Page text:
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Direct long-distance dispersal best explains the bipolar distribution of Carex arctogena (Carex sect. Capituligerae, Cyperaceae)

AutorVillaverde, Tamara; Escudero, Marcial; Martín-Bravo, Santiago; Bruederle, Leo P.; Luceño, Modesto; Starr, Julian R.
Fecha de publicación2015
EditorBlackwell Publishing
CitaciónJournal of Biogeography 42: 1514- 1525 (2015)
ResumenThe bipolar disjunction, a biogeographical pattern defined by taxa with a distribution at very high latitudes in both hemispheres (> 55° N; > 52° S), is only known to occur in about 30 vascular plant species. Our aim was to use the bipolar species Carex arctogena to test the four classic hypotheses proposed to explain this exceptional disjunction: convergent evolution, vicariance, mountain-hopping and direct long-distance dispersal. Location: Arctic/boreal and temperate latitudes of both hemispheres. Methods: A combination of molecular and bioclimatic data was used to test phylogeographical hypotheses in C. arctogena. Three chloroplast markers (atpF-atpH, matK and rps16) and the nuclear ITS region were sequenced for all species in Carex sections Capituligerae and Longespicatae; Carex rupestris, C. obtusata and Uncinia triquetra were used as outrgroups. Phylogenetic relationships, divergence-time estimates and biogeographical patterns were inferred using maximum likelihood, statistical parsimony and Bayesian inference. Results: Carex sections Capituligerae and Longespicatae formed a monophyletic group that diverged during the late Miocene. Two main lineages of C. arctogena were inferred. Southern Hemisphere populations of C. arctogena shared the same haplotype as a widespread circumboreal lineage. Bioclimatic data show that Southern and Northern Hemisphere populations currently differ in their ecological regimes. Main conclusions: Two of the four hypotheses accounting for bipolar disjunctions may be rejected. Our results suggest that direct long-distance dispersal, probably southwards and mediated by birds, best explains the bipolar distribution of C. arctogena.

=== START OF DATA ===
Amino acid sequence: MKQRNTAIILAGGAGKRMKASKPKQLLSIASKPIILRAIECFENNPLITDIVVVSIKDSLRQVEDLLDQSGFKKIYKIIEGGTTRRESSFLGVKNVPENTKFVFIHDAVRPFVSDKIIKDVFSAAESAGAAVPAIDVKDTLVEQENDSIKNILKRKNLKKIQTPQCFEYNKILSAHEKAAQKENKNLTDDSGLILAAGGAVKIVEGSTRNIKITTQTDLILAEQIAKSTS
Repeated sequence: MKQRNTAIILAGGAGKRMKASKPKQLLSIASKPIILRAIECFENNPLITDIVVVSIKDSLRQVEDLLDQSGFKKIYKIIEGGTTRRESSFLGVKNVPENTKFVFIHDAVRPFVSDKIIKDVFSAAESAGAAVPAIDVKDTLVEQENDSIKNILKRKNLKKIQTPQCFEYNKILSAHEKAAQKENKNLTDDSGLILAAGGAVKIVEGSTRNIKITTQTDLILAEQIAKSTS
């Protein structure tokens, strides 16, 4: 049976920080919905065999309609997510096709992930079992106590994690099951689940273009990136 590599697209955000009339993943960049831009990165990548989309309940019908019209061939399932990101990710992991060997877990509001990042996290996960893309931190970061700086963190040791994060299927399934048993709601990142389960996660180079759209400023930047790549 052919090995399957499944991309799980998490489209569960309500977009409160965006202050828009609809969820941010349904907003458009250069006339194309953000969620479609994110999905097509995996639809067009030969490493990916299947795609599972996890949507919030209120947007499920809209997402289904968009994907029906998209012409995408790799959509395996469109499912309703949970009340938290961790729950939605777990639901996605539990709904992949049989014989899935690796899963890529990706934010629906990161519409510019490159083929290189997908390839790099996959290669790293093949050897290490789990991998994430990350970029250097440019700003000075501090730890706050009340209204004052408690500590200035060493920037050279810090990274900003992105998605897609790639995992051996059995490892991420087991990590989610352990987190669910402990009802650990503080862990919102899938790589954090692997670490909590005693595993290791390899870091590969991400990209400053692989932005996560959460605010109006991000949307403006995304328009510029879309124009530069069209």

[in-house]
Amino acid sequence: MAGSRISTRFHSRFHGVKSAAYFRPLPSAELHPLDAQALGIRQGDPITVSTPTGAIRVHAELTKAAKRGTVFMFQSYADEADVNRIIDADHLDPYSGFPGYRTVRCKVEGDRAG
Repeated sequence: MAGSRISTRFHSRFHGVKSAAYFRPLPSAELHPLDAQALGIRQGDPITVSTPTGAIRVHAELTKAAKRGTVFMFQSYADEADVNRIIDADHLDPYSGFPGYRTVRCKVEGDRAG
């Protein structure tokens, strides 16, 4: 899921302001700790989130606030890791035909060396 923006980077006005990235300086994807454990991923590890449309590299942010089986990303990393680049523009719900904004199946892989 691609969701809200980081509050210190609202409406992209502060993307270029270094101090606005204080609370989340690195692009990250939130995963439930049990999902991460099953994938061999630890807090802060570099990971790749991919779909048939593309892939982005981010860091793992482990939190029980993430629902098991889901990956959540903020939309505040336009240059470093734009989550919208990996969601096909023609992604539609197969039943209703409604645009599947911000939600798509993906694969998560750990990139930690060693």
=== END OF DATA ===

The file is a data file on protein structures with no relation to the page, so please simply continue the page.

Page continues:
Identificadoresdoi: 10.1111/jbi.12521
issn: 1365-2699
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